Adaptation to environmental conditions results in a specific outcome. If the active factors (i.e. those that disturb homeostasis) are weak or have only a short-term effect, the body can maintain satisfactory adaptation (i.e. preserve its optimal settings) with relatively small tension of the control mechanisms. If the impact is much greater or the duration longer, maximum tension of control systems is needed to mobilize the body’s functional resources and activate the corresponding defensors. Overstraining the control systems may lead to adaptation being disrupted, followed by inadequate change in the level of functioning of the body’s main systems. This results in abnormal homeostasis, i.e. the appearance of pathological syndromes and diseases.

The adaptive ability of the body is an indicator of the level of health. The level of health can be determined by the degree of adaption to environment conditions. It is possible to distinguish the following body conditions:

  • normal adaption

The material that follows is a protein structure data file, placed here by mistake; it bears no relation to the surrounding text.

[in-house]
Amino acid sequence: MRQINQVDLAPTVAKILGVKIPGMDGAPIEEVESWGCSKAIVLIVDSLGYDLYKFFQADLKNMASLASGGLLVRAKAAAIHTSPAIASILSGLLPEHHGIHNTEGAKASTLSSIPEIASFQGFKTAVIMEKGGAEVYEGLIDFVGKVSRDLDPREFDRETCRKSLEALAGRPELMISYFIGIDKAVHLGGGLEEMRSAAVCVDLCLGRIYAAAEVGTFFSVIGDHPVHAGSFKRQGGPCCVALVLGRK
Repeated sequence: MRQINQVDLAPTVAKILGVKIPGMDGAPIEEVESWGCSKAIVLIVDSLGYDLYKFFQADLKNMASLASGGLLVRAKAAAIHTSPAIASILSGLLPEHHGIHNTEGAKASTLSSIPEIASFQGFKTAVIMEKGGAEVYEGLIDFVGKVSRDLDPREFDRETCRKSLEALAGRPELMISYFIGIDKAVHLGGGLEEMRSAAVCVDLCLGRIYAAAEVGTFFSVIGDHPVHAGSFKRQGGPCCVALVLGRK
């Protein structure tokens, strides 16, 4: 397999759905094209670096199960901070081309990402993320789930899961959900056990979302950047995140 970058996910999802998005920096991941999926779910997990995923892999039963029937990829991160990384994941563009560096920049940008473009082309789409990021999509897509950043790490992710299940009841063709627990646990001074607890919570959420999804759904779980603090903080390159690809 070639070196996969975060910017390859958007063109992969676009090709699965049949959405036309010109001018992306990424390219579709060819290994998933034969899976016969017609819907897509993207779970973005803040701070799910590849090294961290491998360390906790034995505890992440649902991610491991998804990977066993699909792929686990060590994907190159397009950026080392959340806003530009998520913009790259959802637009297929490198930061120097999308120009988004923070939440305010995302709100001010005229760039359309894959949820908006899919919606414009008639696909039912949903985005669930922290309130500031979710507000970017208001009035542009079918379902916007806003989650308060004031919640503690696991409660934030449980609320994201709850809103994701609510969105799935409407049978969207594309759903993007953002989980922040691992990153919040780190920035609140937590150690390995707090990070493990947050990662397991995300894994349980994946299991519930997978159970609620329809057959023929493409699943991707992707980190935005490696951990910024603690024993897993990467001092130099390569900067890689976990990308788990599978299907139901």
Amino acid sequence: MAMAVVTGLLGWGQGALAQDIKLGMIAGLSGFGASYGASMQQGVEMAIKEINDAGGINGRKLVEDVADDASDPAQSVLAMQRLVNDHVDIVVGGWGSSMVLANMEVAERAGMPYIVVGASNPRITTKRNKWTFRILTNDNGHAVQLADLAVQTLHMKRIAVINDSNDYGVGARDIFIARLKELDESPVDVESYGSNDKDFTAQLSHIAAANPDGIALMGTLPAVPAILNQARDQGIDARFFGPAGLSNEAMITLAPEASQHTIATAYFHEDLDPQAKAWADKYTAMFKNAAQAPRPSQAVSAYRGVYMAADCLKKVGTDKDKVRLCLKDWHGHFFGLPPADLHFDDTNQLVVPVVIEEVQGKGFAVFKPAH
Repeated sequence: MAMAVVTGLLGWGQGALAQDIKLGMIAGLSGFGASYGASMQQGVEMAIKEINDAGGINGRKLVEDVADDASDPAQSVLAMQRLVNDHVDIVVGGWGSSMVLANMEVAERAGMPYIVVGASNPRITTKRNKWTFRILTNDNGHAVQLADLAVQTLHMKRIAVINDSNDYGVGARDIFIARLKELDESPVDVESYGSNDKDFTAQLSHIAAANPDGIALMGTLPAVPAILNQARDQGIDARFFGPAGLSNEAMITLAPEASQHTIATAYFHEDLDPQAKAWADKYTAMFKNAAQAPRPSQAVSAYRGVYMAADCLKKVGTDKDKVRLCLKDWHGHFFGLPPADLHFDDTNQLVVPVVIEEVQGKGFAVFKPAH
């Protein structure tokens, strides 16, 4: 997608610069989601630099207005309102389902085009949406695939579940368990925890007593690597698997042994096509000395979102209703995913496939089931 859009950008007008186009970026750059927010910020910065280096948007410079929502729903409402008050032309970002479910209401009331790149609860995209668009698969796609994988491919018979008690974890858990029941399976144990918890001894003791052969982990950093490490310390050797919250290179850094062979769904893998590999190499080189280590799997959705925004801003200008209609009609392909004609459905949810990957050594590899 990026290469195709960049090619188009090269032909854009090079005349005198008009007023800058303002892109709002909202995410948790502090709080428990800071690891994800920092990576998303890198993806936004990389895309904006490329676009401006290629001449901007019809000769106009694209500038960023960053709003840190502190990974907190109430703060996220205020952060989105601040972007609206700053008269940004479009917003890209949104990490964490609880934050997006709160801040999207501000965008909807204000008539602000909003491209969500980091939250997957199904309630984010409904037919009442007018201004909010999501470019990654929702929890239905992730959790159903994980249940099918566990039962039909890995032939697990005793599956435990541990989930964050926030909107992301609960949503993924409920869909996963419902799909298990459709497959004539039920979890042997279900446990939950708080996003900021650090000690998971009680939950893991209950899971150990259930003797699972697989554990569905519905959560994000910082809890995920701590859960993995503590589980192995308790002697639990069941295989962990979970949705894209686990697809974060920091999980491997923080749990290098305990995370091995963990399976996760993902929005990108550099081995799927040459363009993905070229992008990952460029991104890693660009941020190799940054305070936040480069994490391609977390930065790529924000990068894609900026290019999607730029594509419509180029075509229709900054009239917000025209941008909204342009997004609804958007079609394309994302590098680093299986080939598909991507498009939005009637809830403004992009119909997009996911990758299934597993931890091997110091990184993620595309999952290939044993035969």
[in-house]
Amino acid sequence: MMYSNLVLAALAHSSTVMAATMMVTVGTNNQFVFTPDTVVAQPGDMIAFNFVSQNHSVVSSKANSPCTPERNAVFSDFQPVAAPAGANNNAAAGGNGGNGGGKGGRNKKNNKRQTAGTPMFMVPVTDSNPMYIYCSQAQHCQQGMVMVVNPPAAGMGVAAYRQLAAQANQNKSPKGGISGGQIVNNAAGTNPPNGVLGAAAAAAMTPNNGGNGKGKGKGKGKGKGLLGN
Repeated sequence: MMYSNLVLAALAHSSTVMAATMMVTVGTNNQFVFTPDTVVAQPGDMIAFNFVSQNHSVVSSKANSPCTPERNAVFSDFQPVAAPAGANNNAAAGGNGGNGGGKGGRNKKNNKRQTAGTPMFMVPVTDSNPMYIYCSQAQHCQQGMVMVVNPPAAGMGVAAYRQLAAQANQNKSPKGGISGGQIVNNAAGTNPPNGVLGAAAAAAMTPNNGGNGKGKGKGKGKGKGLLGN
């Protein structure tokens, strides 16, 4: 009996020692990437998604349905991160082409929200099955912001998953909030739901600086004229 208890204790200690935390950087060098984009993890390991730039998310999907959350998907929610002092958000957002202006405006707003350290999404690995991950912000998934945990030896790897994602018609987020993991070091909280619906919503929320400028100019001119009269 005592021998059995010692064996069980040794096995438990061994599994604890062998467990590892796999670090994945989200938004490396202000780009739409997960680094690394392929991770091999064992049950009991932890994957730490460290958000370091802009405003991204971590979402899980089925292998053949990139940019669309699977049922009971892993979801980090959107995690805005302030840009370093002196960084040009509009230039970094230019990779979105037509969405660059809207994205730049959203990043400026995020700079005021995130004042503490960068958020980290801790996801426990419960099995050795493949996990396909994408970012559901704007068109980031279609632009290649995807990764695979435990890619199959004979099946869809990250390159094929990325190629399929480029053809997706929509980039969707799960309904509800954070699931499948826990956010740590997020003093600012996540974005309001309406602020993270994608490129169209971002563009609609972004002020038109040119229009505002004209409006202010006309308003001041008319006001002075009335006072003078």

• strain of the adaptive systems (unstable or insufficient adaption)

  • inadequate adaption, overstrain of the adaptive systems

  • reduced ability to adapt (exhaustion of adaptive systems)

Estimating the current functional state by indicators of the degree of tension and functional resources allows us to form judgments about a body's adaptive abilities and forecast its ability to preserve homeostasis in the main systems and organs.

Whether we consider an individual cell or organ, or a complete organism, there are four stages of functioning:

  1. renewal of structures with energy and nutrients from food and internal sources

  2. generation and consumption of energy in accordance with control commands

  3. receiving, processing and transferring command (signal) data that regulates the processes of metabolism and energy generation

  4. reconciling the structural, energy and informational levels of functioning